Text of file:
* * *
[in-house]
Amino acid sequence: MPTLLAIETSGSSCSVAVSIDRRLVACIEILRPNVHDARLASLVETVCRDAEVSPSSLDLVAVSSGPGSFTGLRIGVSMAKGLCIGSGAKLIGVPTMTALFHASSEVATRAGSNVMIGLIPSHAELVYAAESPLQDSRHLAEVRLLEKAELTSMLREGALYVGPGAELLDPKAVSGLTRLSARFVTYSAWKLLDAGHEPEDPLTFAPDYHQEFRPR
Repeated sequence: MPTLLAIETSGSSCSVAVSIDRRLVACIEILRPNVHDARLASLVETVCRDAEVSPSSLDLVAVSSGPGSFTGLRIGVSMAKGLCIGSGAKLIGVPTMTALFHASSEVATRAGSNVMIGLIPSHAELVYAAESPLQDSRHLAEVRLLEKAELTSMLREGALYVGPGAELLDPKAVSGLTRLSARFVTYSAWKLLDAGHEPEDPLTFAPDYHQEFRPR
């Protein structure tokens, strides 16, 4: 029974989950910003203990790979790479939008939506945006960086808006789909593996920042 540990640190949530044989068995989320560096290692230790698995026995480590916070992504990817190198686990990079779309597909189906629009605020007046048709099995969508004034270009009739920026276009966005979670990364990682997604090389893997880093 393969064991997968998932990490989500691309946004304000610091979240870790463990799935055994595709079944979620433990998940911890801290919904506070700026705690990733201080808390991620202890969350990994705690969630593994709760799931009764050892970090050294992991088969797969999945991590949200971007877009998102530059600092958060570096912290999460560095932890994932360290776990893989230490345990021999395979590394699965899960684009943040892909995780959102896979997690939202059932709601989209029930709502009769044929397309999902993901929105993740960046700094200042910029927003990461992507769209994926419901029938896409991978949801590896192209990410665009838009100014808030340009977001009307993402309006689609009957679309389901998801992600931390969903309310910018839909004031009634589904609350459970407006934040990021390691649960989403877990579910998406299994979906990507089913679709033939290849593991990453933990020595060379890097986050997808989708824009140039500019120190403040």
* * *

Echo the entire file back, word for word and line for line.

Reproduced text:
[in-house]
Amino acid sequence: MPTLLAIETSGSSCSVAVSIDRRLVACIEILRPNVHDARLASLVETVCRDAEVSPSSLDLVAVSSGPGSFTGLRIGVSMAKGLCIGSGAKLIGVPTMTALFHASSEVATRAGSNVMIGLIPSHAELVYAAESPLQDSRHLAEVRLLEKAELTSMLREGALYVGPGAELLDPKAVSGLTRLSARFVTYSAWKLLDAGHEPEDPLTFAPDYHQEFRPR
Repeated sequence: MPTLLAIETSGSSCSVAVSIDRRLVACIEILRPNVHDARLASLVETVCRDAEVSPSSLDLVAVSSGPGSFTGLRIGVSMAKGLCIGSGAKLIGVPTMTALFHASSEVATRAGSNVMIGLIPSHAELVYAAESPLQDSRHLAEVRLLEKAELTSMLREGALYVGPGAELLDPKAVSGLTRLSARFVTYSAWKLLDAGHEPEDPLTFAPDYHQEFRPR
């Protein structure tokens, strides 16, 4: 029974989950910003203990790979790479939008939506945006960086808006789909593996920042 540990640190949530044989068995989320560096290692230790698995026995480590916070992504990817190198686990990079779309597909189906629009605020007046048709099995969508004034270009009739920026276009966005979670990364990682997604090389893997880093 393969064991997968998932990490989500691309946004304000610091979240870790463990799935055994595709079944979620433990998940911890801290919904506070700026705690990733201080808390991620202890969350990994705690969630593994709760799931009764050892970090050294992991088969797969999945991590949200971007877009998102530059600092958060570096912290999460560095932890994932360290776990893989230490345990021999395979590394699965899960684009943040892909995780959102896979997690939202059932709601989209029930709502009769044929397309999902993901929105993740960046700094200042910029927003990461992507769209994926419901029938896409991978949801590896192209990410665009838009100014808030340009977001009307993402309006689609009957679309389901998801992600931390969903309310910018839909004031009634589904609350459970407006934040990021390691649960989403877990579910998406299994979906990507089913679709033939290849593991990453933990020595060379890097986050997808989708824009140039500019120190403040």